Bowling Green and Warren County Community Education is focusing on Safe Summer Fun for children as the theme for the sixth annual Stand for Children Day. The celebration will be from 9 a.m. to 11:30 a.m. Friday at Kereiakes Park on Cemetery Road. The first 500 children will receive free goodie bags.
The theme ties into the Bee Aware Coalition, which focuses on prevention of child abduction, said Anne Grubbs, enrichment and volunteer coordinator for Community Education.
Other local service providers will be available to teach children and youths how to be safe. There will be activity booths that will feature arts and crafts, relay races, storytime and entertainment, which will be provided by the Bowling Green Public Library’s Young Adult Storytelling Drama Troupe. Parents can get Ident-A-Kid kits and buy bicycle helmets for $5. There will also be a Chamber of Commerce ribbon cutting and a local proclamation declaring June 20 as Stand for Children Day in Bowling Green and Warren County. The event will also feature a display with the names of all 300 winners of the Spotlight Youths Spotlight a Youth award. The winners are nominated by various people, including teachers and neighbors.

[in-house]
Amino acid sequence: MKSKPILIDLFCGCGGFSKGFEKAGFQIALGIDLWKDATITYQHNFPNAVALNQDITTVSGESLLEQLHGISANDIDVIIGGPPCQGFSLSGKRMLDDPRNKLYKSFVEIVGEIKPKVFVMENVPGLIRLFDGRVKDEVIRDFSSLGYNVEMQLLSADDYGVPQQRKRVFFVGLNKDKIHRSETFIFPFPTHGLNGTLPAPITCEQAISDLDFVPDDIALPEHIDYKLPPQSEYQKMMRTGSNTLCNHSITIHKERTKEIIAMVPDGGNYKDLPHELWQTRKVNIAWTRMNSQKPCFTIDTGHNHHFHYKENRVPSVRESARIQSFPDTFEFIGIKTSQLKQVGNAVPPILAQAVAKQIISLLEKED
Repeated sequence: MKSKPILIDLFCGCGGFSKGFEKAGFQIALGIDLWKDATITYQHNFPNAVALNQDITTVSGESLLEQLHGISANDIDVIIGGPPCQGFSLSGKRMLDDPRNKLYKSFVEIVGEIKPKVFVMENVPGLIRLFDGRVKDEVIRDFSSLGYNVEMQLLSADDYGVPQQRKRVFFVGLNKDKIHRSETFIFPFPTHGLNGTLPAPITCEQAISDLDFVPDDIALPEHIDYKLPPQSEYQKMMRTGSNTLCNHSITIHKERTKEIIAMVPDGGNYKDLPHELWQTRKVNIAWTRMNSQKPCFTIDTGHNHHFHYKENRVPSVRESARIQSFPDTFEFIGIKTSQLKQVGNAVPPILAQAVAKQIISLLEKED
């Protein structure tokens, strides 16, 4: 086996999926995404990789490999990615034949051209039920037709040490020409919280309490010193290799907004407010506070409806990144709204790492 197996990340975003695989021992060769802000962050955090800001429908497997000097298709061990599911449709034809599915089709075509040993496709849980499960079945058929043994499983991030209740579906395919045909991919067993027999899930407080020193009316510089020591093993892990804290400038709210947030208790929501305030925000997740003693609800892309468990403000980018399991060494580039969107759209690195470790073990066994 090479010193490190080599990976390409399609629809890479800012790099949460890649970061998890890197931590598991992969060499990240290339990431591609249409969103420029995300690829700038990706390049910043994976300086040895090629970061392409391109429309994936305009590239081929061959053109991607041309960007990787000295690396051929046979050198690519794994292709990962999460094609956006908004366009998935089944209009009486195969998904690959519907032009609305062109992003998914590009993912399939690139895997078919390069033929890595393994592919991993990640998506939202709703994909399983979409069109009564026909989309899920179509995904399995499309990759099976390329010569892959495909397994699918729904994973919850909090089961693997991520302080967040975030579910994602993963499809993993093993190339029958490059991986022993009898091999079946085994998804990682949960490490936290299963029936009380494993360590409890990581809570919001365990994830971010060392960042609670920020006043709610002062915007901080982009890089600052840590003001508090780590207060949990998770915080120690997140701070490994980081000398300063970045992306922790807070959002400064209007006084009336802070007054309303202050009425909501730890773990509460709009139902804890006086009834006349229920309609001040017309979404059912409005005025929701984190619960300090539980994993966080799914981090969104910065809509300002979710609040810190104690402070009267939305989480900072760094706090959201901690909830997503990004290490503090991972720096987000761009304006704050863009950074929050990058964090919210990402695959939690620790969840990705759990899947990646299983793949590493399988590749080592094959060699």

We want to help make Bowling Green and Warren County aware of the resources for the children and celebrate the success that we have, she said. There are resources out there to help.
The Bowling Green celebration is part of a nationwide activity, which began in 1996. Bowling Green has hosted an event every year since 1998. Past themes have been Quality and Affordable Childcare, Healthcare for all Children, Creating a Voice and Vision for Children and A Renewed Commitment to Children and Families.
Grubbs credited Sherri Meyer of Western Kentucky University’s Child Care Resource and Referral Service with starting Stand for Children in Bowling Green before Community Education became involved. We started on a grassroots level here, she said. This year we brought in community patrons to help us put this together.
Each year the level of participation has risen, Grubbs said. The first year at Kereiakes Park, we had 500 children, she said. It has been at that level almost every year and has gone up to 700. A lot of the children who participate come from summer camps and day care centers, Grubbs said. Some summer camps have a picnic after its done, she said. Grubbs said organizers could still use some help preparing for and during the event. We would be happy to have volunteers, she said. For more information about Stand for Children Day, call Community Education at 842-4281.
Compton, Michael (2003, June). Stand for Children Day honors kids, teaches safety. Bowling Green Daily News. Retrieved from http://www.bgdailynews.com/stand-for-children-day-honors-kids-teaches-safety/article_1531ba1c-eff9-5291-a0a5-6c1c1204f9e1.html